Threats of strike action over pay

21 June 2019

A total of 57 health visitors employed by Lincolnshire County Council are to be balloted on strike action in a dispute over their pay conditions.


Since being transferred to the local authorities, the Lincolnshire County Council have refused to give health visitors annual pay rises despite being on the NHS Agenda for Change contract. 

What’s more, union officials claim there has been an ‘erosion’ of the professional responsibilities of health visitors – and this could adversely impact vulnerable families.

Lead Professional Officer for the East Midlands, Jane Beach, states that the council have allegedly split the health visitor service into two levels, removing key elements from level one.

As a result, level one no longer constitutes a health visitor role, now being more in line with a staff nurse position. 

‘This will leave a big gap in the service putting children and families at risk with fewer level two health visitors who themselves will be at risk of burnout’, says Jane.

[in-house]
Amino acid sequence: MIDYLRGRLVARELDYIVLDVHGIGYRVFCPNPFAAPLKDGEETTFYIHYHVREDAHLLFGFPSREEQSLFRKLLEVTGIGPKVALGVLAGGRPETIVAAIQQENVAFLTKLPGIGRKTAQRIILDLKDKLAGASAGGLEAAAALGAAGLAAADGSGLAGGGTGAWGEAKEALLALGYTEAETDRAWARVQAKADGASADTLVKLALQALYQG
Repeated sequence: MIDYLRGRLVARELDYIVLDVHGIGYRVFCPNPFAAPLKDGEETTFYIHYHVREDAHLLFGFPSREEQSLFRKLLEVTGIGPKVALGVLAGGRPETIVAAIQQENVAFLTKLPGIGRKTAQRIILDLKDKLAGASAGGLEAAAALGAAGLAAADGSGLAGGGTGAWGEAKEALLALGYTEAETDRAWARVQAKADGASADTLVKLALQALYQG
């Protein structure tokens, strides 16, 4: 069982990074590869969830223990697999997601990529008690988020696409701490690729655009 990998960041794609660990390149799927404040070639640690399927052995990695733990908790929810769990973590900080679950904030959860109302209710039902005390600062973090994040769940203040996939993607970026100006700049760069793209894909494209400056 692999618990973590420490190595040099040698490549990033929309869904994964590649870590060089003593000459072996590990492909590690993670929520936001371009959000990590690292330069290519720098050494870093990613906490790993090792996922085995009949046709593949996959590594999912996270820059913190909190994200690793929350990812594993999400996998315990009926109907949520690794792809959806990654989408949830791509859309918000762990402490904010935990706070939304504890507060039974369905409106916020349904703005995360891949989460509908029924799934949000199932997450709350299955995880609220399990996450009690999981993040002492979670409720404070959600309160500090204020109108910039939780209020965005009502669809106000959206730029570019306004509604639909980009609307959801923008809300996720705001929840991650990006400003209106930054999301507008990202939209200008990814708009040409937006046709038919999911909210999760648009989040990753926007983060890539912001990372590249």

The union is campaigning for health visitors and other community nurses to be taken back into the NHS ‘family’, as the profession now faces a crisis with the lowest number of health visitors in England since September 2012, latest figures from NHS Digital reveal. 

This means that health visitors now look after more under-fives than the 250-maximum recommended by CPHVA.

Unite regional officer, Steve Syson, states it is unprecedented that health visitors are being balloted for strike action on the council’s refusal to give them a pay rise since 2017.

‘We want our members to have a pay rate that properly reflects the health visitor specialist role, in line with the county council’s grade 10, backdated to April last year. We also want no reduction in our members’ professional responsibilities and duties.’


Image credit | iStock


Author: Nicole Bains